I was in the depths of despair (remember Anne Shirley?) Friday as I drove to school. I was mentally calculating exactly how many more times I would have to go to Spanish class over the remainder of the semester, eleven more weeks. Twenty-nine more times x fifty minutes per class equals a whole lot of misery. But it's too late to turn back now.
When I got to class, I told CP that I if the teacher yelled "Venga,Venga" or "Rapido" one more time, I just might have to kick him in the shin. She pointed out the he had been really "pissy" lately. I thought that was an understatement. I usually don't know what is going on in class anyway, and an angry, impatient teacher does not help. Whatever I do know how to say in Spanish gets buried under the terror I feel when required to speak in this class. As a result, something stupid usually comes out of my mouth, and I know it as soon as I've said it, but it is too late to take it back.
Fortunately, we had a new teacher in class Friday. He looked just the same as the original teacher, but he was much nicer. He smiled, he was friendly, and he didn't yell, not even when he said "Rapido". And most shocking of all, he spoke English! Not much English, but a few sentences. It was more English than I have heard in class since he read the syllabus to us the first week of school. If this nice teacher stays, I just might survive the semester with my sanity intact, and he won't have to fear for the safety of his shins.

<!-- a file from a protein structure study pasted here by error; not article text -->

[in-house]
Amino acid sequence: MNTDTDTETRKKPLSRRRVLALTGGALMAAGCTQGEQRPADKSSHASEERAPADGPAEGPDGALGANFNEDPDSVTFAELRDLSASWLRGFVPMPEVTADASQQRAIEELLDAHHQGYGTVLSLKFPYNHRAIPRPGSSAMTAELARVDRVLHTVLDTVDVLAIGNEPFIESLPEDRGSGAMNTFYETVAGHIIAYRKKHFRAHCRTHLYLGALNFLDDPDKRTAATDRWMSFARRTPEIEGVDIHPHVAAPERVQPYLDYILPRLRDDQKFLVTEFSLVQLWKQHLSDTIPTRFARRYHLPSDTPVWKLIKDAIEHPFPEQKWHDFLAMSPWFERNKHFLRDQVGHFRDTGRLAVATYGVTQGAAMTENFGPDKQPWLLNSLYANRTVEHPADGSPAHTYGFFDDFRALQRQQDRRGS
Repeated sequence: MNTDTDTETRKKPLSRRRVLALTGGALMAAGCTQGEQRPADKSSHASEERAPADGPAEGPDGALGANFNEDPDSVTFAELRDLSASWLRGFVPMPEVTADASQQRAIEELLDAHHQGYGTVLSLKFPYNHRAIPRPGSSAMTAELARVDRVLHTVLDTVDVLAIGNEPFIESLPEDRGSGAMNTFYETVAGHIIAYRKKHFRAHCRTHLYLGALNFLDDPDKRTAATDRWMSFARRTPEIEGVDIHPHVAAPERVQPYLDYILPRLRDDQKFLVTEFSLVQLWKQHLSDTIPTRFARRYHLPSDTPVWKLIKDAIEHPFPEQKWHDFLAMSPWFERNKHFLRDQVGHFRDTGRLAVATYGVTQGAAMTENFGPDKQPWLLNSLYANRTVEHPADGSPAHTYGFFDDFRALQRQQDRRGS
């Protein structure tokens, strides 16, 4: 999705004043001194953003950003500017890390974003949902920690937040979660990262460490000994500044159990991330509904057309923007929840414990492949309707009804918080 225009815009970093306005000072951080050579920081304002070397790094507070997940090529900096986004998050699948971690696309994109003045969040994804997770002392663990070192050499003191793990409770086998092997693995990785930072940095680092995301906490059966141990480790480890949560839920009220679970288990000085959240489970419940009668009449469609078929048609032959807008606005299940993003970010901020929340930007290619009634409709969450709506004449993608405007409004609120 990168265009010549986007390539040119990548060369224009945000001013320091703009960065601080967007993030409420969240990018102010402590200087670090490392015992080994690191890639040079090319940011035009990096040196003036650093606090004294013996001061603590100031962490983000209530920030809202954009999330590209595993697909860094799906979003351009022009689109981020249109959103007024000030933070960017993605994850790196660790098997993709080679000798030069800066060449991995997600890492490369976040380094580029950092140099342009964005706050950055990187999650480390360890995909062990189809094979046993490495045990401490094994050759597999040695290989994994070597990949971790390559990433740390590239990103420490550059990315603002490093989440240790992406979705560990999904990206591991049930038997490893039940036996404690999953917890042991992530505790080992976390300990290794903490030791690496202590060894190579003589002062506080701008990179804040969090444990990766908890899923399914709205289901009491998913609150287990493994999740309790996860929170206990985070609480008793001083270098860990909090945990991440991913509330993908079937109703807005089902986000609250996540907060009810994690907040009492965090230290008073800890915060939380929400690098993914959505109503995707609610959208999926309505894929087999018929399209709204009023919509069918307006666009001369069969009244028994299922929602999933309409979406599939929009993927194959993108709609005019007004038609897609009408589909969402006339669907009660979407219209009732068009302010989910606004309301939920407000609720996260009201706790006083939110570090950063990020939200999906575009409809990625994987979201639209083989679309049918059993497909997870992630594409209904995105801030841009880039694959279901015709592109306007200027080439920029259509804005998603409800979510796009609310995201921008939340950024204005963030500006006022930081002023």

It's no big surprise that I'm the oldest student in class. And I'm older than the teacher. All the students are about twenty, and for the most part, have taken Spanish all through high school, which wasn't very long ago for them. I can't even begin to speak as well as they do, and I feel very intimidated by this fact. Added to this is an intimidating teacher (and I'm not alone in this feeling)and my overall feeling is that I'm swimming in the ocean with no life jacket.
I respect his decision to forbid English being spoken in class, and he is entitled to hand out avisos (warnings) to anyone who does. And it is not entirely his fault that I feel so terrorized in class (partly his fault, but not entirely). It's not his fault that I apparently don't perform well under pressure. When we have the nice teacher, he calls on me to speak, I guess to try to draw me out of my wall-flower mode. This is when I become paralyzed with fear and say stupid things. If only there was a rewind button. I don't know if my age is an issue, or if it is my overall lack of experience with speaking the language, but it takes me a little time to get my thoughts together in Spanish to be able to answer a question. I have to think about it longer than the other students; I can't just spit out sentences like they do.
It isn't all bad news. I'm actually getting good grades on the quizzes and on the skit we had to write and perform in class. That was terrifying as well, but at least I knew in advance what I was supposed to say. We had very little time to prepare, but we pulled it off anyway!
Only eleven more weeks.